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Given a Gaussian distribution $N(\mu_1,\sigma_1^2)$, i would like to choose another mean $\mu_2$ which is $2\sigma_1$ away from $\mu_1$. In this case our new mean $\mu_2=\mu_1\pm 2\sigma_1$.

How do we calculate the new mean($\mu_2$) in multivariate case?

I mean to say, when your multivariate Gaussian distribution is $N(\mu_1,\Sigma_1)$ and my $\Sigma_1$ is symmetric positive definite matrix. i.e $\left[ \begin{array}{cc} \sigma_x^2 & \sigma_{xy} \\ \sigma_{yx} & \sigma_y^2 \end{array} \right]$.

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  • $\begingroup$ I am not sure that I understand even the univariate case. By $\mu_2=\mu_1\pm 2\sigma_1$ you mean that both answers are ok? $\endgroup$ – mpiktas Apr 27 '11 at 10:24
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    $\begingroup$ what is the context of this problem? As it stands now, it is impossible to answer, since in multivariate case the means are vectors and the distance between them is a number, but the covariance matrix is not. $\endgroup$ – mpiktas Apr 27 '11 at 10:26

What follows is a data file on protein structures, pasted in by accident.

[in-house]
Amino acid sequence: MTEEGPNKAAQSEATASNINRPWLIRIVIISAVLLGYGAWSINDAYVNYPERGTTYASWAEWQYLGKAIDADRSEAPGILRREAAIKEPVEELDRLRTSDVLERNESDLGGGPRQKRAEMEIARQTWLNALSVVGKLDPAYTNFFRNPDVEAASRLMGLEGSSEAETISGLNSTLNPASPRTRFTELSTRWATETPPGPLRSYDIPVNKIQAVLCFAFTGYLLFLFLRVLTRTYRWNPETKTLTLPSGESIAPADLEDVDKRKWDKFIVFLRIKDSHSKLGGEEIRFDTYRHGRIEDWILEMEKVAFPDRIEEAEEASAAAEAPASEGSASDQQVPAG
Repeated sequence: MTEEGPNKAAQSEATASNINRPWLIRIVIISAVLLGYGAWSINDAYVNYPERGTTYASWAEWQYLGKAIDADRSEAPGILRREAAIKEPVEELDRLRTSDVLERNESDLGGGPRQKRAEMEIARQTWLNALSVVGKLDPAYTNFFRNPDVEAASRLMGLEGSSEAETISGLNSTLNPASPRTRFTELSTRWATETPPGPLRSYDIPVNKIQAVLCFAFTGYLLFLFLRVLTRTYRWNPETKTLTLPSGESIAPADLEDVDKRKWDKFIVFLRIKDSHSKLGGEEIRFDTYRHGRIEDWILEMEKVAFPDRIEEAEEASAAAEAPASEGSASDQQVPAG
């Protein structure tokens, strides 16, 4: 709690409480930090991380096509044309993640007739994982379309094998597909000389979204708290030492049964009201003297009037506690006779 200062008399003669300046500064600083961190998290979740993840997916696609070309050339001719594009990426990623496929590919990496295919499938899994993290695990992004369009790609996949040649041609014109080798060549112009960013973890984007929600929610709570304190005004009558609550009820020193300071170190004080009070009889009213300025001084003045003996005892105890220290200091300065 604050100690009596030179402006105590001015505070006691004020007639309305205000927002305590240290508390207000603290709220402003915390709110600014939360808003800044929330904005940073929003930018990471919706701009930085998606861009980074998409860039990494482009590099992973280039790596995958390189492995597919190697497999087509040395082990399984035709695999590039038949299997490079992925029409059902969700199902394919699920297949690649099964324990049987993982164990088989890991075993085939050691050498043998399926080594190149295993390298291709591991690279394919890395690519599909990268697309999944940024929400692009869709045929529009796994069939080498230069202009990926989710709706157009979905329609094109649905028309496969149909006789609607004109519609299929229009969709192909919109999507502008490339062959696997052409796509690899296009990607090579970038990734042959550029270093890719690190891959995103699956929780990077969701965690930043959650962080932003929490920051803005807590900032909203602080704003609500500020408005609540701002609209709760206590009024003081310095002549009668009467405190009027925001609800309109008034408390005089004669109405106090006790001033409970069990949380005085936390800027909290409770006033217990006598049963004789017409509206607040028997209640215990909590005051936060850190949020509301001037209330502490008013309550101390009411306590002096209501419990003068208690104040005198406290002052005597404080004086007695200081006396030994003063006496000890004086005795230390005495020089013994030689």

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In the bivariate case you can substitute the two points ($\mu_2=\mu_1\pm 2\sigma_1$) with an isodensity ellipse: http://www.stat.psu.edu/online/courses/stat505/05_multnorm/06_multnorm_revist.html .

Your $2\sigma_1$ criterion seems a bit arbitrary, but it includes 95.44997% of the random variable. So you may want to use the 95.44997% isodensity ellipse in the bivariate case, too. The principle axes of this rotated ellipse are the eigenvectors of the covariance matrix, see http://web.as.uky.edu/statistics/users/viele/sta601s08/multinorm.pdf . You can generalise this to more than 2 dimensions.

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